biologist, said the concern
was that lighting for the bridge would disorient loggerhead hatchlings away
from the ocean. "We knew the existing 'glow' of the cities was already
causing disorientation problems as far away as Dewees Island, which is
several miles to the north of Charleston," Murphy said, "and did not want
to increase the light problem even more."
To learn more about sea turtles on the South Carolina coast, check the new
site. There can be found the latest information on conservation
efforts, easy access to sighting forms as well as video of turtles in their
natural habitat. Also, find out more about the Ravenel Bridge at
Murphy said the lead role to control the lights on the bridge came from
U.S. Fish and Wildlife Service biologist Paula Sisson. She knew a similar
cable-stayed bridge under construction in Brunswick, Ga., the Sidney Lanier
Bridge, was considered for an aesthetic light system. Because that bridge
is only a few miles from a known nesting site, the question of lighting
impacts on nesting sea turtles was being raised there, but has yet to be
Ravenel Bridge engineers utilized local ordinances on beachfront lighting
and turtles as their guide to resolving the turtle issue.
The Endangered Species Act requires federal agencies to consult with the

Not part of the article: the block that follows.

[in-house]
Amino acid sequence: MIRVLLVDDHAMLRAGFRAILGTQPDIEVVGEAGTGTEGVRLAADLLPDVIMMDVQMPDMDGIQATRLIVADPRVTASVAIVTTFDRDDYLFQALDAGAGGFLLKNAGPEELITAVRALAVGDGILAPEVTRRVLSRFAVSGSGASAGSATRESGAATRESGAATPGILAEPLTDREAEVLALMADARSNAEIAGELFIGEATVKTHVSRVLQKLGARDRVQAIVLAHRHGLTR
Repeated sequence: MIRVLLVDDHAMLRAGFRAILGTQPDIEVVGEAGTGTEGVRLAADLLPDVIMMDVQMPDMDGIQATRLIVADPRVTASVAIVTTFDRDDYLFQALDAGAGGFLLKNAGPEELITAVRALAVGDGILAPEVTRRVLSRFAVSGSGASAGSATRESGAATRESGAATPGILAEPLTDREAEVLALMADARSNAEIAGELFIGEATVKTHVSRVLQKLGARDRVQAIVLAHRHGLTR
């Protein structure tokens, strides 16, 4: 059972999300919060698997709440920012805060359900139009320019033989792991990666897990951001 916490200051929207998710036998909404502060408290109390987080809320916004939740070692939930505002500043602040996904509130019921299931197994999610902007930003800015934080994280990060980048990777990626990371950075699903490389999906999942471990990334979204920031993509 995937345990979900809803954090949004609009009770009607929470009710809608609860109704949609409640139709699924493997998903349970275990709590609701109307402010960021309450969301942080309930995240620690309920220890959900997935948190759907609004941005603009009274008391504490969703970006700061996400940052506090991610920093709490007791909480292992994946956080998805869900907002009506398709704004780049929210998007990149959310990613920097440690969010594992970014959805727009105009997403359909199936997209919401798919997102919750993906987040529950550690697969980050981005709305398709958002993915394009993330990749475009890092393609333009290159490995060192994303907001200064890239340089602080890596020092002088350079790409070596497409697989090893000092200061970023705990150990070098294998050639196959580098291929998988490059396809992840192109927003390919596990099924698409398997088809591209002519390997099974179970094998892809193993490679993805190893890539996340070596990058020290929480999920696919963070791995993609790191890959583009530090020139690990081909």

U.S. Fish and Wildlife Service to ensure they are not undertaking, funding,
permitting, or authorizing actions likely to jeopardize the continued
existence of listed species or destroy or adversely modify designated
critical habitat. The Federal Highway Administration was the lead federal
agency with funding support, and the Army Corps of Engineers was the lead
Timers were added to the bridge system to eliminate impacts to sea turtles.
During the nesting and hatching season (May through October), lights will
turn off at 10 p.m. The remainder of the year they turn off at midnight,
based on public input for energy conservation. During special occasions,
such as the Spoleto Festival, the city might request the lights to remain
on a little longer.
The wattage of the system was reduced during the design, and the light
circuits can be operated independently to "dim" or reduce the total wattage
being used at a given time.
In the interchanges at each end of the bridge, tall "high-mast" light poles
are preferred by the S.C. Department of Transportation because they can be
maintained without getting into traffic lanes. On the Ravenel Bridge, the
Department of Transportation opted for standard-height streetlights that
reduced both the amount of light spilling into adjacent neighborhoods and
the distance from which these lights could be seen. In addition, the bridge
design incorporated reflective road signs as opposed to electrical ones to
help reduce the overall amount of light. Murphy said the towers on the
bridge could have had a significant adverse impact on loggerhead
hatchlings, "Because it's so high, you can really see it a long way off."
- Written by Brett Witt -
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